Multiple Sclerosis

Multiple sclerosis affects 3,500 New Zealand families.

Multiple sclerosis (MS) is a chronic inflammatory disease of the central nervous system.

It is characterised by immune-mediated nerve degeneration, leading to impaired vision, coordination and paralysis.

There is no cure, and while disease-modifying drugs are available, they are often effective in only a subset of individuals with MS.

Malaghan Institute Research Associate Dr Anne La Flamme, an Associate Professor in the School of Biological Sciences at Victoria University of Wellington, leads a research programme investigating different strategies for optimising currently available MS treatments, as well as the development of novel agents for future therapies.

Watch Dr Anne La Flamme explain how an ‘old’ anti-psychotic drug could aid MS patients.

Search all our Multiple Sclerosis news HERE


We would like to acknowledge The Great New Zealand Trek Charitable Trust Inc for their valuable support over the last seven years


Watch Maori TV's programme Hoiho.  Amomai joins in on the Great New Zealand Trek with Hepa Paewai, Manahi and Ray. They traverse the beautiful mountains of Te Wai Pounamu raising money for multiple sclerosis research.

Our MS research

Dr Anne La Flamme's primary research interest is immunoregulation - mechanisms that regulate the immune system to prevent autoimmune diseases such as MS.  Her research team is also investigating new targets for future MS therapies.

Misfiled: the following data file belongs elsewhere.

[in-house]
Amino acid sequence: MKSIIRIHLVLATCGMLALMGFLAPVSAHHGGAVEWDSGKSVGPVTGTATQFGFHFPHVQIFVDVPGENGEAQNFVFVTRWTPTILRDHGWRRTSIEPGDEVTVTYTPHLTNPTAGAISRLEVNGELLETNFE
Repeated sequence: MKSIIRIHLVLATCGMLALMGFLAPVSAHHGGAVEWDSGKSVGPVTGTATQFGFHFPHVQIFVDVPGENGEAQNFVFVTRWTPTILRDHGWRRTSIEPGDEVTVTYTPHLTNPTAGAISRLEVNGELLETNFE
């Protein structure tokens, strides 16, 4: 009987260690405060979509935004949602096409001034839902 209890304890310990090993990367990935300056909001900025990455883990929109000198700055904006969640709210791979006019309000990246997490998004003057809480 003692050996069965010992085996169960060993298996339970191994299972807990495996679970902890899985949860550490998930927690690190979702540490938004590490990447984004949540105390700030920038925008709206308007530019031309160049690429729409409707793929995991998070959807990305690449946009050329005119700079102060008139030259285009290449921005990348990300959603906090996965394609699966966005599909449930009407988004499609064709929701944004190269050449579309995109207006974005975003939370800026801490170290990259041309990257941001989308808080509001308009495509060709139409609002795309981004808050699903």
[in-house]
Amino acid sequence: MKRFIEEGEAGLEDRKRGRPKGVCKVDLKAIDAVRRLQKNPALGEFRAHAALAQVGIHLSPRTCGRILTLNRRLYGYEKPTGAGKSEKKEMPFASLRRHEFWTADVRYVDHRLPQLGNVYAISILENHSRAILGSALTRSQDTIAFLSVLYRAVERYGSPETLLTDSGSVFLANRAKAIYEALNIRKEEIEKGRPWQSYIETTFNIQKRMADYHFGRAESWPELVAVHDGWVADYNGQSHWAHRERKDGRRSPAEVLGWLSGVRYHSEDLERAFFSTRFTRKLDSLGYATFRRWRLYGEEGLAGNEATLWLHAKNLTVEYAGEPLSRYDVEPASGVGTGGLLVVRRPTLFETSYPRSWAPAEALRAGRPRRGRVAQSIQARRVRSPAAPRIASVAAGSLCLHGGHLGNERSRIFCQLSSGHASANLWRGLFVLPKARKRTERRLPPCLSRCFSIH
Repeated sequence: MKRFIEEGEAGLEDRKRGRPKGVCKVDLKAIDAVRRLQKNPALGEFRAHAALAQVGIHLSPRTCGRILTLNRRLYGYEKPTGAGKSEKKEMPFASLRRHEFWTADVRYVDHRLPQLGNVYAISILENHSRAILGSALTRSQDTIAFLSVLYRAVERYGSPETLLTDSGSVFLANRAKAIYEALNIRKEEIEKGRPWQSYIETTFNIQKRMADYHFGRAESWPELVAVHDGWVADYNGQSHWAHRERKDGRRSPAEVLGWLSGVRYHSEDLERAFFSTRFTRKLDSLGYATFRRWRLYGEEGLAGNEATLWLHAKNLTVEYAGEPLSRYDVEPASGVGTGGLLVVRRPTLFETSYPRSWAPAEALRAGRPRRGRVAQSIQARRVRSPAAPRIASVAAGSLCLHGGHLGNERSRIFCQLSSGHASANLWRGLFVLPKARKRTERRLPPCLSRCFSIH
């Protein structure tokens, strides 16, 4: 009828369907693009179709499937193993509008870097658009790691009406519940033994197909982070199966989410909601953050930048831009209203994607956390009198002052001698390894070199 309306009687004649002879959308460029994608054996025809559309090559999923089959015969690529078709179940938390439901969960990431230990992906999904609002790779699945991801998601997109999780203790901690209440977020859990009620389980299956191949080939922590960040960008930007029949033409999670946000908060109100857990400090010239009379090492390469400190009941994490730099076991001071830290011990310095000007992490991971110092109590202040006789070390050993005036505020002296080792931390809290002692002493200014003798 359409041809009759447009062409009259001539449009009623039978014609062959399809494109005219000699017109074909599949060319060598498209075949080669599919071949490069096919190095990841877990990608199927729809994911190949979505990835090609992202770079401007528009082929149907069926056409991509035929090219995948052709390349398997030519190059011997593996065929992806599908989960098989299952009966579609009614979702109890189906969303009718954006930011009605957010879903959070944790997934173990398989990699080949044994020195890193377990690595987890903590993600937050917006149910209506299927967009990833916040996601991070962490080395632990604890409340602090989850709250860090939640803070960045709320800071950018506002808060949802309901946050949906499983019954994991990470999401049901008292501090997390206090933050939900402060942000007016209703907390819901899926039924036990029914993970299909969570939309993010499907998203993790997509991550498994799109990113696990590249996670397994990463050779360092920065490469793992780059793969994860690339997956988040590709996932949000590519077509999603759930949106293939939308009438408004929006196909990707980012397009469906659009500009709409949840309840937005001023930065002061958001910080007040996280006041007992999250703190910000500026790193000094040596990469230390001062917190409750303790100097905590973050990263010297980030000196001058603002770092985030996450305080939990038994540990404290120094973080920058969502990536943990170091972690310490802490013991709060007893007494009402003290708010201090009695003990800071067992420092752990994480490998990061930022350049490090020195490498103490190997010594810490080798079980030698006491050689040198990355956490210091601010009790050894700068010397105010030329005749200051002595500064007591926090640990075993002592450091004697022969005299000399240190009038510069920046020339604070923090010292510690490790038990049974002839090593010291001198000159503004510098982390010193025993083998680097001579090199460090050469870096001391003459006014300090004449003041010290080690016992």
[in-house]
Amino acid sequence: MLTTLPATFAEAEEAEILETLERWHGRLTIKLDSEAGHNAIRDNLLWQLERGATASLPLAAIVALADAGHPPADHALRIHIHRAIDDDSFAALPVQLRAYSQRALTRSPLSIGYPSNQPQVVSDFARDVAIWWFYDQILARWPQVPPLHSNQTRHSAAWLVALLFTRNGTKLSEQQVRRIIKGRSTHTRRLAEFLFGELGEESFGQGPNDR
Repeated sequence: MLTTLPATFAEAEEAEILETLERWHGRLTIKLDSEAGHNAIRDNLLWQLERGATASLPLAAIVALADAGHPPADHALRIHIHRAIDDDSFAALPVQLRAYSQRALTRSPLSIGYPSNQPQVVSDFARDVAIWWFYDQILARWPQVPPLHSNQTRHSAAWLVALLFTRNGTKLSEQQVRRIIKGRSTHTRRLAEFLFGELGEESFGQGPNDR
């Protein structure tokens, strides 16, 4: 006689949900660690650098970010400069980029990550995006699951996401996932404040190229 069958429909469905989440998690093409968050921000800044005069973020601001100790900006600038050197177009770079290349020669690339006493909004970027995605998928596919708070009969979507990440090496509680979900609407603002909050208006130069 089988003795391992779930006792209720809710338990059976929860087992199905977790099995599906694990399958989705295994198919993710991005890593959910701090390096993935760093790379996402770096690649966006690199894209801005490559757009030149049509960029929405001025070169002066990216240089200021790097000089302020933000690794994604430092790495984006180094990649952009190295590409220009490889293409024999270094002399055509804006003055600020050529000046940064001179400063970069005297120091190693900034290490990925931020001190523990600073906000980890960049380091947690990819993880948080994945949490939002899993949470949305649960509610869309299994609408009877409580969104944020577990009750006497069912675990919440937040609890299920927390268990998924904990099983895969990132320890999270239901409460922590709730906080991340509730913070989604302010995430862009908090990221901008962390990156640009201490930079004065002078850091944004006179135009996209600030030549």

A commonly prescribed agent for treating relapsing-remitting MS is glatiramer acetate (GA, also known as Copaxone). Recent work by Malaghan researchers and other MS research groups using murine models of MS, has shown that GA alters the activation state of monocytes, a type of white blood cell; and of microglia, a related immune cell found in the brain.

In collaboration with Dr Scott Harding and Dr David Abernathy from Wellington Hospital, PhD student Dr Delgersetseg Chuluundorj and Dr Anne La Flamme undertook a detailed analysis of the physiological effects of GA on the activation of monocytes from patients with MS, and from healthy volunteers. This information will help form the basis of a model that could be used to predict if a patient will respond to GA treatment.

Intravenous gammaglobulin is another immune-modifying therapy used to treat MS, albeit with limited success. Interestingly, Dr Chulunndorj’s studies showed that many, but not all of the effects of intravenous gammaglobulin on monocyte activation were similar to those induced by GA. Moreover, she found that the two compounds worked well together. This finding has positive implications for patients who do not respond to either agent alone.


This research is providing significant insight into the aberrant immune responses that lead to MS, and the development of novel therapeutic treatments that can be used to delay or prevent its progression.

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